The Filibuster Backlash
Is an anti-filibuster movement taking hold?
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The difficulties Democrats have faced in pushing health care reform to the brink of passage have cast a spotlight on the grossly antidemocratic nature of the filibuster. I've weighed in on this topic many times before, and (to toot my own horn) I called for the filibuster's immediate elimination even while Republicans controlled the Senate, something you didn't see a lot of my fellow liberals doing. Now that anti-filibusterism shows some promise of blossoming into a bona fide political movement, I can't resist saying: Toldja so!
The argument against the filibuster is fairly straightforward: It takes a legislative body that is already insufficiently representative (if the Senate's system of allocating two senators to states of varying populations weren't written into the Constitution it would violate the Supreme Court's "one man, one vote" ruling in Baker v. Carr) and renders it even less representative by permitting a 41-vote minority to block the will of the majority. The filibuster's use, though largely malign in the past (segregationists famously used it to kill anti-lynching bills), was relatively spare. In the 1950s, the number of cloture motions filed (a proxy for the number of filibusters) averaged one per Congress. By the 93rd Congress (1973-75) that number had jumped to 44. By the 110th Congress (2007-09) it had risen to 139, a record that the 111th Congress (2009-present) is on track to match.
Today it is an accepted fact of life that the Senate can't pass any major legislation without 60 votes. But as recently as two decades ago, all it usually needed was 51. In the January/February Atlantic, James Fallows writes that this change "converts the Senate from the 'saucer' George Washington called it, in which scalding ideas from the more temperamental House might 'cool,' into a deep freeze and a dead weight."
The most widely cited enabler for the recent acceleration was a 1975 Senate rule change—one that, coming at a time when filibusters were on the rise, sought to reduce them by lowering the cloture requirement from 67 to 60 votes. But this fix (combined with a less widely cited earlier procedural change made in 1961) inadvertently increased the filibuster's use by ushering in the so-called "procedural" filibuster, a sort of filibuster-lite that allowed the minority to block legislation without a dissenting senator's having to speechify himself hoarse (as Strom Thurmond famously did in his record-breaking 24-hour filibuster against the 1957 Civil Rights Act). After 1975, the number of filed cloture motions briefly spiked, then plummeted, then began a mostly steady rise through the '80s and '90s as Washington's political climate grew more nakedly partisan. In recent years, the worst abusers have been Republicans. Cloture motions leveled off during most of President George W. Bush's presidency but took off like a rocket after the Democrats recaptured the Senate in 2007.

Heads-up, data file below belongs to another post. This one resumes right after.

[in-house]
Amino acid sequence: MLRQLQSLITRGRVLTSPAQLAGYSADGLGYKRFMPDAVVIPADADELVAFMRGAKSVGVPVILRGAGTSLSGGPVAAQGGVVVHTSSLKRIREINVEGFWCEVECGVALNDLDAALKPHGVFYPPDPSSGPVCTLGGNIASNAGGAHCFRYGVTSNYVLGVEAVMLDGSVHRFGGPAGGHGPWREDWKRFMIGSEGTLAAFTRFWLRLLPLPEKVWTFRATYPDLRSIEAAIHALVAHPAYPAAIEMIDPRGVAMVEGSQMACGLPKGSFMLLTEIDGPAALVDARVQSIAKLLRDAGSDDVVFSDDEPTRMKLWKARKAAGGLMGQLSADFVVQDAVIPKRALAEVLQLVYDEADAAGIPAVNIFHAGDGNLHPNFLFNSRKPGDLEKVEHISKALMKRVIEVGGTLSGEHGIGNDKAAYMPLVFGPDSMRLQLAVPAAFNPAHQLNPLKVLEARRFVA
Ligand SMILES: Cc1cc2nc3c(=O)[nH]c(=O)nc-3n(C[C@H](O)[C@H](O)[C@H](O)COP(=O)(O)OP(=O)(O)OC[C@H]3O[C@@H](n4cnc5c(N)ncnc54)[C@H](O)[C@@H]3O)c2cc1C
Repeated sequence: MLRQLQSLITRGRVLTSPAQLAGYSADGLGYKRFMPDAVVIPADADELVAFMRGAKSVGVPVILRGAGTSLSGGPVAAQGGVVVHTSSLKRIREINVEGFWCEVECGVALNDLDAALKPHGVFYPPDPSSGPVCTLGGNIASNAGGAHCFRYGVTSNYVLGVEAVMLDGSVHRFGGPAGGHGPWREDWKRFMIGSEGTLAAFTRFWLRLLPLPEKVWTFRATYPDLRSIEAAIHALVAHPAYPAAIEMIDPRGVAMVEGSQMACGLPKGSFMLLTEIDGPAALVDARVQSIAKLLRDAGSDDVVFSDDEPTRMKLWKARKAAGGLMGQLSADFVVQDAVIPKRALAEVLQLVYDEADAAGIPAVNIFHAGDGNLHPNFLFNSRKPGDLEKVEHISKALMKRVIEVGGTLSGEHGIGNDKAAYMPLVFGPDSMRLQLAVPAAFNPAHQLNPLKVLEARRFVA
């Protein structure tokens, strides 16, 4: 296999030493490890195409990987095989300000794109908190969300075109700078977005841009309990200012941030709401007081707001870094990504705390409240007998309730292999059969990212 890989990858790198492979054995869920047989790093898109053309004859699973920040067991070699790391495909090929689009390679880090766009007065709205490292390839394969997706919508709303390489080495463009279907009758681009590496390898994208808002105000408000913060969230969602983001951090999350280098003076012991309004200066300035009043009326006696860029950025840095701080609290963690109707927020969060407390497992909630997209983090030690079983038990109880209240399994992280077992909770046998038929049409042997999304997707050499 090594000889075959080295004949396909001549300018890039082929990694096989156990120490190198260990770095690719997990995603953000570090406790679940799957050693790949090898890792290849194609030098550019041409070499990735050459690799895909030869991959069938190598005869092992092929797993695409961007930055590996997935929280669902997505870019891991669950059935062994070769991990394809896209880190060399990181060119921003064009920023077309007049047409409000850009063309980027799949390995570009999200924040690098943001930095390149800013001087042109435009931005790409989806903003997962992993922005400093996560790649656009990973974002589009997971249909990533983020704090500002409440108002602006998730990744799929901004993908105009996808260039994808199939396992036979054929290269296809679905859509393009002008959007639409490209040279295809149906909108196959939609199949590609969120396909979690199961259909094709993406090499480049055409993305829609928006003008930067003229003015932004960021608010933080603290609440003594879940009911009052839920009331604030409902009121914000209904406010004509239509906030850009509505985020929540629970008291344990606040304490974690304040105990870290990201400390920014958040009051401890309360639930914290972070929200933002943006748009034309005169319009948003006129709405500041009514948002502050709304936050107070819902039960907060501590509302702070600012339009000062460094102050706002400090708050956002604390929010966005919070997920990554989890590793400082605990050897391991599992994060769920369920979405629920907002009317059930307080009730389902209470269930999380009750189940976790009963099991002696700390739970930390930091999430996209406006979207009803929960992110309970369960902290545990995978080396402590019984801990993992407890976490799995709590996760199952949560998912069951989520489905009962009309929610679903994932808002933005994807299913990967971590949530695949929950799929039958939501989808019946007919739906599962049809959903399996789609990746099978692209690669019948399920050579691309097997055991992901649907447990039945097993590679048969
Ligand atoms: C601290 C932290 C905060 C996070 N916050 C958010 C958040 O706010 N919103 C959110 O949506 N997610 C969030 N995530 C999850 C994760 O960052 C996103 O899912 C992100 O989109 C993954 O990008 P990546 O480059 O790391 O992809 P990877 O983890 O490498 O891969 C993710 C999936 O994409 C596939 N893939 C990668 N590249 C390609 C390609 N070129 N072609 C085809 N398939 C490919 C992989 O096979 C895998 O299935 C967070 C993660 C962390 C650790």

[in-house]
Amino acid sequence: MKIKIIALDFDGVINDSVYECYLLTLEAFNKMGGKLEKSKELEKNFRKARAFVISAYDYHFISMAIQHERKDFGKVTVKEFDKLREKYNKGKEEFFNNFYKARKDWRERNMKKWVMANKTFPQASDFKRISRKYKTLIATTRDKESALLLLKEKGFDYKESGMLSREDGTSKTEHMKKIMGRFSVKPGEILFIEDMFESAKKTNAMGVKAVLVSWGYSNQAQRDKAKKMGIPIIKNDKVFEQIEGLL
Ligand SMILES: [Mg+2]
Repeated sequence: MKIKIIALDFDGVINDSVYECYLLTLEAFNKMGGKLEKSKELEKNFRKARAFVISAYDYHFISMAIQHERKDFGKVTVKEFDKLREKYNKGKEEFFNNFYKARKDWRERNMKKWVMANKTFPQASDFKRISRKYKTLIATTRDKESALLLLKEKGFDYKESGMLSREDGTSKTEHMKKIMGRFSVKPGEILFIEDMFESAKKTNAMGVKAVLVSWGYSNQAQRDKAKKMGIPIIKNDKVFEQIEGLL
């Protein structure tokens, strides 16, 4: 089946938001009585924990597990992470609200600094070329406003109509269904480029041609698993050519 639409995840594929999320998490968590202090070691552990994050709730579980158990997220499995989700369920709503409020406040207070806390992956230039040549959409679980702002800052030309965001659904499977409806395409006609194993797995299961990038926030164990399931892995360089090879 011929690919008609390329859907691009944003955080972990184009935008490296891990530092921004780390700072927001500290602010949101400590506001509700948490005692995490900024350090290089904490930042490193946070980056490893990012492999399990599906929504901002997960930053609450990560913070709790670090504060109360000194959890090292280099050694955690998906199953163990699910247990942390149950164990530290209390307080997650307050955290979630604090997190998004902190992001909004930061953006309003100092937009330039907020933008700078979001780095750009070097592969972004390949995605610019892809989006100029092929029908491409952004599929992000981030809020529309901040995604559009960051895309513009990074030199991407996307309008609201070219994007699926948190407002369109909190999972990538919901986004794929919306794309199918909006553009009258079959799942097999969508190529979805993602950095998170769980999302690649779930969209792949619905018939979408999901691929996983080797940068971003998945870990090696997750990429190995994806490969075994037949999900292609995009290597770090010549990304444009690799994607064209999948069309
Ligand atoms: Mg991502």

I'll resist the temptation to further elaborate the case against the filibuster, which I consider airtight, because I have already done so many times in Slate. (See "Abolish the Filibuster!," Feb. 1, 2001; "Why Democrats Should Kill the Filibuster," June 5, 2003; "Let the Filibuster Die," April 19, 2005; "Exile-Loving Democrats," May 17, 2005; and "The Mr. Smith Fallacy," May 24, 2005. I have debated the issue on NPR with my pro-filibuster boss and fellow liberal Jacob Weisberg and on Bloggingheads.tv with the pro-filibuster conservative Byron York.)
Instead, let me take this occasion to blow on the embers of what might conceivably become a full-fledged political movement to eliminate the filibuster.
Petitions are actually starting to appear calling for the filibuster's elimination. Thomas Geoghegan, a Democrat and Chicago labor lawyer who last year sought unsuccessfully to succeed Rahm Emanuel in the House of Representatives, posted one online in August. (Geoghegan, a longstanding critic of the filibuster, has written eloquently on the topic here and here.) Another petition was recently posted by Jonathan Tasini, a former president of the National Writers Union currently waging a primary challenge against New York Sen. Kirsten Gillibrand. Tasini has made this issue central to his Senate campaign. He is calling on every senator and every Senate candidate to pledge to vote to kill the filibuster, even though, as it happens, he opposes health care reform (he's a single-payer guy). Rep. Alan Grayson, D-Fla., a slightly unhinged fellow who infuriated Republicans by reciting on the House floor the names of people in Republican districts who died because they didn't have health insurance, has an anti-filibuster petition.
These people all stand well left of center politically. But in a way I find that especially heartening; the filibuster is a classic "process" issue of the type that previously interested mostly starchy Washington centrists like Norman Ornstein and Washington lifers like Sen. Tom Harkin, D-Iowa, who promises to reintroduce legislation allowing a succession of cloture votes requiring first 60 votes, then 57, then 54, and finally 51 to shut up the minority. Harkin's former co-sponsor was none other than Sen. Joe Lieberman of Connecticut, whose own threatened filibuster helped kill health reform's public option!
I wouldn't count on Lieberman this time out. But if a genuine grass-roots movement develops to kill the filibuster, maybe we won't need him.
E-mail Timothy Noah at firstname.lastname@example.org.
Timothy Noah is a former Slate staffer. His book about income inequality is The Great Divergence.
Illustration by Robert Neubecker.